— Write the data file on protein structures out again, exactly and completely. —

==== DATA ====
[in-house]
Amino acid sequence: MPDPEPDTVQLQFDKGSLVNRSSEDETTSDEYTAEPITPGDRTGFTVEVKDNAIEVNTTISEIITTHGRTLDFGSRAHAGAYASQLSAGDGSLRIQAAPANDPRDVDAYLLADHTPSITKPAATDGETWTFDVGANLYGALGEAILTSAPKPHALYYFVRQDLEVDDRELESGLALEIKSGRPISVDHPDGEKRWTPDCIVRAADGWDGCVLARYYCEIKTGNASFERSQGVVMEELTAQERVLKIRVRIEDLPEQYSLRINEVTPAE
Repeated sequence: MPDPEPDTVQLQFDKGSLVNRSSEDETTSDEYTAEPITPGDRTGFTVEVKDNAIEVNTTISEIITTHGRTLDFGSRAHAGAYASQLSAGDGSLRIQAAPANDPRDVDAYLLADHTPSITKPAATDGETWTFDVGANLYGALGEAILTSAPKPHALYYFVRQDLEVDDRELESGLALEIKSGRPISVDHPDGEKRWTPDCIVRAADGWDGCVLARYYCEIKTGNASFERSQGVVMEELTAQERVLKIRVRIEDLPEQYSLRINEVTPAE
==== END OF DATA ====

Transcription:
[in-house]
Amino acid sequence: MPDPEPDTVQLQFDKGSLVNRSSEDETTSDEYTAEPITPGDRTGFTVEVKDNAIEVNTTISEIITTHGRTLDFGSRAHAGAYASQLSAGDGSLRIQAAPANDPRDVDAYLLADHTPSITKPAATDGETWTFDVGANLYGALGEAILTSAPKPHALYYFVRQDLEVDDRELESGLALEIKSGRPISVDHPDGEKRWTPDCIVRAADGWDGCVLARYYCEIKTGNASFERSQGVVMEELTAQERVLKIRVRIEDLPEQYSLRINEVTPAE
Repeated sequence: MPDPEPDTVQLQFDKGSLVNRSSEDETTSDEYTAEPITPGDRTGFTVEVKDNAIEVNTTISEIITTHGRTLDFGSRAHAGAYASQLSAGDGSLRIQAAPANDPRDVDAYLLADHTPSITKPAATDGETWTFDVGANLYGALGEAILTSAPKPHALYYFVRQDLEVDDRELESGLALEIKSGRPISVDHPDGEKRWTPDCIVRAADGWDGCVLARYYCEIKTGNASFERSQGVVMEELTAQERVLKIRVRIEDLPEQYSLRINEVTPAE